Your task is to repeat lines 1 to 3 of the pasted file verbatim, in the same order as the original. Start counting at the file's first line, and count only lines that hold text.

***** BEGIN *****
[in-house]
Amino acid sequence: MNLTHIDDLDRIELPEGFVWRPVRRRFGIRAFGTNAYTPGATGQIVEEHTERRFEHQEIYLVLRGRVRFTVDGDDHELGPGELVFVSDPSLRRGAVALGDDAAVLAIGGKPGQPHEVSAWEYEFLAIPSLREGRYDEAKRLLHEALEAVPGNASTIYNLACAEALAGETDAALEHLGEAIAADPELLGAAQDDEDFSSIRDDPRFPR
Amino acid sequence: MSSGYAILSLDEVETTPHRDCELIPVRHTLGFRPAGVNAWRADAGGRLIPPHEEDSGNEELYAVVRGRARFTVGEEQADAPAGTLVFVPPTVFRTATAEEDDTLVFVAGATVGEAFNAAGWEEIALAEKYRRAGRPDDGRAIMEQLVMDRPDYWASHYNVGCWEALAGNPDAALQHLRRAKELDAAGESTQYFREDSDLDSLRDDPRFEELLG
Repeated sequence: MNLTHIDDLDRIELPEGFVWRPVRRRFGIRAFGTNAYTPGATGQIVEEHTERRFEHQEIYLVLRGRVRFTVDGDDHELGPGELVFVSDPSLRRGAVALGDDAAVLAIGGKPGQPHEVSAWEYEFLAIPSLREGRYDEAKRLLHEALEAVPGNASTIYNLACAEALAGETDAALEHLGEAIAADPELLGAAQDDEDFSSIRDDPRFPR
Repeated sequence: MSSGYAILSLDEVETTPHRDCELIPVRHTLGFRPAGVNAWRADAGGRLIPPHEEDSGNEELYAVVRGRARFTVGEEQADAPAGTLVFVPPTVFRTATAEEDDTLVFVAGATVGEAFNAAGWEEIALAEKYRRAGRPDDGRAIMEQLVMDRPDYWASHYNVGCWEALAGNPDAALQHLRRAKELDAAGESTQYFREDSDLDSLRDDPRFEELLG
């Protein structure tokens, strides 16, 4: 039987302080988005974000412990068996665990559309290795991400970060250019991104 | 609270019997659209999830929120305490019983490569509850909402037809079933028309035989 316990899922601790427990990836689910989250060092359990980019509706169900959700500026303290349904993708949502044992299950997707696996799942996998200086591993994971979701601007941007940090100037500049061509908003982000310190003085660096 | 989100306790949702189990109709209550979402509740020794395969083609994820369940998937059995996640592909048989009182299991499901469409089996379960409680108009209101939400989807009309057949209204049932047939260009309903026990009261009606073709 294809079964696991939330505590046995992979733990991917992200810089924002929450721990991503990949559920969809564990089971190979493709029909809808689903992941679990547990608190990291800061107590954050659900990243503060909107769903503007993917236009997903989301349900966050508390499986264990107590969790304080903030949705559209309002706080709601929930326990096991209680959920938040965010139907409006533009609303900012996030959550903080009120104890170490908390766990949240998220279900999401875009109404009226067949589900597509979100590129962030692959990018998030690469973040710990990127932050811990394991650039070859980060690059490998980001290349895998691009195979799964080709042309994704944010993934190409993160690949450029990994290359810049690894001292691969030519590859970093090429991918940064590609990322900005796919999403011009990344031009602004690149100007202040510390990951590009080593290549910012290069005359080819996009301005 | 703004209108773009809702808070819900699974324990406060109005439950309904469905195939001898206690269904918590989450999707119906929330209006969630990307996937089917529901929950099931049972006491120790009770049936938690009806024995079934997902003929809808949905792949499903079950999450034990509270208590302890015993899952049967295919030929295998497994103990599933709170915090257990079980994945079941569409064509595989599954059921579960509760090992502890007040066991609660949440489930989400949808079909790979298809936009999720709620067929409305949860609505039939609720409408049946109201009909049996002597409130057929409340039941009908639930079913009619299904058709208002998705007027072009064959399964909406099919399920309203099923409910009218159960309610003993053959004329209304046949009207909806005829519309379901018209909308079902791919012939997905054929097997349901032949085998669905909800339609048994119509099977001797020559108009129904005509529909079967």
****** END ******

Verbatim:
[in-house]
Amino acid sequence: MNLTHIDDLDRIELPEGFVWRPVRRRFGIRAFGTNAYTPGATGQIVEEHTERRFEHQEIYLVLRGRVRFTVDGDDHELGPGELVFVSDPSLRRGAVALGDDAAVLAIGGKPGQPHEVSAWEYEFLAIPSLREGRYDEAKRLLHEALEAVPGNASTIYNLACAEALAGETDAALEHLGEAIAADPELLGAAQDDEDFSSIRDDPRFPR
Amino acid sequence: MSSGYAILSLDEVETTPHRDCELIPVRHTLGFRPAGVNAWRADAGGRLIPPHEEDSGNEELYAVVRGRARFTVGEEQADAPAGTLVFVPPTVFRTATAEEDDTLVFVAGATVGEAFNAAGWEEIALAEKYRRAGRPDDGRAIMEQLVMDRPDYWASHYNVGCWEALAGNPDAALQHLRRAKELDAAGESTQYFREDSDLDSLRDDPRFEELLG